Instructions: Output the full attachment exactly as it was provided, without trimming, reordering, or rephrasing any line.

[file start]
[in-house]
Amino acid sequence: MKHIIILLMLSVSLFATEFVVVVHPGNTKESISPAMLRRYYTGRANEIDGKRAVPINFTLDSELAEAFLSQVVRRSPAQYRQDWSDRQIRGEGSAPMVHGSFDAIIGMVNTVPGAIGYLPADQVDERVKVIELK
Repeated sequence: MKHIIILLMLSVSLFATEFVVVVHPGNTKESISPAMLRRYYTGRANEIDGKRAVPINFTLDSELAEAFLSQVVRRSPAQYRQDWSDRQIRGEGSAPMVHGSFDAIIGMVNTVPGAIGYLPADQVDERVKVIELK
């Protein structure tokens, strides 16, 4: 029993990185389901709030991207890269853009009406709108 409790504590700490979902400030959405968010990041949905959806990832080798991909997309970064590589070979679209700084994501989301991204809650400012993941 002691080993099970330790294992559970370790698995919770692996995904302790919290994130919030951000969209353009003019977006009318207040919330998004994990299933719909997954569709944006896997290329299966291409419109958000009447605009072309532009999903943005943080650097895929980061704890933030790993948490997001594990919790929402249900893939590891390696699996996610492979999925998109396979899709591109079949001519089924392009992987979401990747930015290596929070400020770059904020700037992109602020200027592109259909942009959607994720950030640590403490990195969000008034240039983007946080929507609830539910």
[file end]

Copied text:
[in-house]
Amino acid sequence: MKHIIILLMLSVSLFATEFVVVVHPGNTKESISPAMLRRYYTGRANEIDGKRAVPINFTLDSELAEAFLSQVVRRSPAQYRQDWSDRQIRGEGSAPMVHGSFDAIIGMVNTVPGAIGYLPADQVDERVKVIELK
Repeated sequence: MKHIIILLMLSVSLFATEFVVVVHPGNTKESISPAMLRRYYTGRANEIDGKRAVPINFTLDSELAEAFLSQVVRRSPAQYRQDWSDRQIRGEGSAPMVHGSFDAIIGMVNTVPGAIGYLPADQVDERVKVIELK
């Protein structure tokens, strides 16, 4: 029993990185389901709030991207890269853009009406709108 409790504590700490979902400030959405968010990041949905959806990832080798991909997309970064590589070979679209700084994501989301991204809650400012993941 002691080993099970330790294992559970370790698995919770692996995904302790919290994130919030951000969209353009003019977006009318207040919330998004994990299933719909997954569709944006896997290329299966291409419109958000009447605009072309532009999903943005943080650097895929980061704890933030790993948490997001594990919790929402249900893939590891390696699996996610492979999925998109396979899709591109079949001519089924392009992987979401990747930015290596929070400020770059904020700037992109602020200027592109259909942009959607994720950030640590403490990195969000008034240039983007946080929507609830539910």